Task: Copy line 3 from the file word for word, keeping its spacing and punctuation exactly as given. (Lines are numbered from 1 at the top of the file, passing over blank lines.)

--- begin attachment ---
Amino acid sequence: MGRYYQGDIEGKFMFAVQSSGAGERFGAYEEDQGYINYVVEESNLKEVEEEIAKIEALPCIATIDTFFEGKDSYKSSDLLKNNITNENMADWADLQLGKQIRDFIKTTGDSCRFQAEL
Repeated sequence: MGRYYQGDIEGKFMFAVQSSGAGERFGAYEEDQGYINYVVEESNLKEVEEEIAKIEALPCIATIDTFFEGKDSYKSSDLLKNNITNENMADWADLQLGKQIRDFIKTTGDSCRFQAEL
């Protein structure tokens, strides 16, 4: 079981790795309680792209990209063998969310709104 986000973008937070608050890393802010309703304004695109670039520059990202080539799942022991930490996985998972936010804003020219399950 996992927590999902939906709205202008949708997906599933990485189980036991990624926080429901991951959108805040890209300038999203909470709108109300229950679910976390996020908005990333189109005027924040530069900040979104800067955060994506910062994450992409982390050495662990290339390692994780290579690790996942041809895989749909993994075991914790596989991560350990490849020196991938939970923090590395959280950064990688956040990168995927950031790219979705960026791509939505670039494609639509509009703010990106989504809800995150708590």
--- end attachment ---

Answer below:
């Protein structure tokens, strides 16, 4: 079981790795309680792209990209063998969310709104 986000973008937070608050890393802010309703304004695109670039520059990202080539799942022991930490996985998972936010804003020219399950 996992927590999902939906709205202008949708997906599933990485189980036991990624926080429901991951959108805040890209300038999203909470709108109300229950679910976390996020908005990333189109005027924040530069900040979104800067955060994506910062994450992409982390050495662990290339390692994780290579690790996942041809895989749909993994075991914790596989991560350990490849020196991938939970923090590395959280950064990688956040990168995927950031790219979705960026791509939505670039494609639509509009703010990106989504809800995150708590």